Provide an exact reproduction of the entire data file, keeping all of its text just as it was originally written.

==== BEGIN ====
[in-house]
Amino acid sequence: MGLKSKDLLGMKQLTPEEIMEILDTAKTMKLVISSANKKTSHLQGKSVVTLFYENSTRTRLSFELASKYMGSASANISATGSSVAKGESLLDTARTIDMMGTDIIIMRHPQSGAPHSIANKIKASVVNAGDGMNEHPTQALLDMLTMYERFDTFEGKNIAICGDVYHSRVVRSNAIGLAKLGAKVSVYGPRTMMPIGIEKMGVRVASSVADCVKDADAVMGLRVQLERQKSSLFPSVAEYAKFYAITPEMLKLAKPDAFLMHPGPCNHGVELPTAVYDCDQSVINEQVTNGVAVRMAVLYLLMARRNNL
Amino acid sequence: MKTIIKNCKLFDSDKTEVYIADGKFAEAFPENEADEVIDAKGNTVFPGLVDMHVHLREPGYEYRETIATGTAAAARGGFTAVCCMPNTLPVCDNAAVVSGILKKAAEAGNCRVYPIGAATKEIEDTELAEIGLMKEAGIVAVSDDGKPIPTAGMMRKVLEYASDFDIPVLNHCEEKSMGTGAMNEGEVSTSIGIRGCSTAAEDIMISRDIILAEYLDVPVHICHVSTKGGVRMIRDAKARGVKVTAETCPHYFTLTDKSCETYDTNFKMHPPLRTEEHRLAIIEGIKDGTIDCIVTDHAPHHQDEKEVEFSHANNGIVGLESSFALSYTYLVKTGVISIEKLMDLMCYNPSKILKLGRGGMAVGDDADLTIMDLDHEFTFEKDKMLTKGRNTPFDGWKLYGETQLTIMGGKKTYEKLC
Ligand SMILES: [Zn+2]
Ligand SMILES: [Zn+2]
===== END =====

[in-house]
Amino acid sequence: MGLKSKDLLGMKQLTPEEIMEILDTAKTMKLVISSANKKTSHLQGKSVVTLFYENSTRTRLSFELASKYMGSASANISATGSSVAKGESLLDTARTIDMMGTDIIIMRHPQSGAPHSIANKIKASVVNAGDGMNEHPTQALLDMLTMYERFDTFEGKNIAICGDVYHSRVVRSNAIGLAKLGAKVSVYGPRTMMPIGIEKMGVRVASSVADCVKDADAVMGLRVQLERQKSSLFPSVAEYAKFYAITPEMLKLAKPDAFLMHPGPCNHGVELPTAVYDCDQSVINEQVTNGVAVRMAVLYLLMARRNNL
Amino acid sequence: MKTIIKNCKLFDSDKTEVYIADGKFAEAFPENEADEVIDAKGNTVFPGLVDMHVHLREPGYEYRETIATGTAAAARGGFTAVCCMPNTLPVCDNAAVVSGILKKAAEAGNCRVYPIGAATKEIEDTELAEIGLMKEAGIVAVSDDGKPIPTAGMMRKVLEYASDFDIPVLNHCEEKSMGTGAMNEGEVSTSIGIRGCSTAAEDIMISRDIILAEYLDVPVHICHVSTKGGVRMIRDAKARGVKVTAETCPHYFTLTDKSCETYDTNFKMHPPLRTEEHRLAIIEGIKDGTIDCIVTDHAPHHQDEKEVEFSHANNGIVGLESSFALSYTYLVKTGVISIEKLMDLMCYNPSKILKLGRGGMAVGDDADLTIMDLDHEFTFEKDKMLTKGRNTPFDGWKLYGETQLTIMGGKKTYEKLC
Ligand SMILES: [Zn+2]
Ligand SMILES: [Zn+2]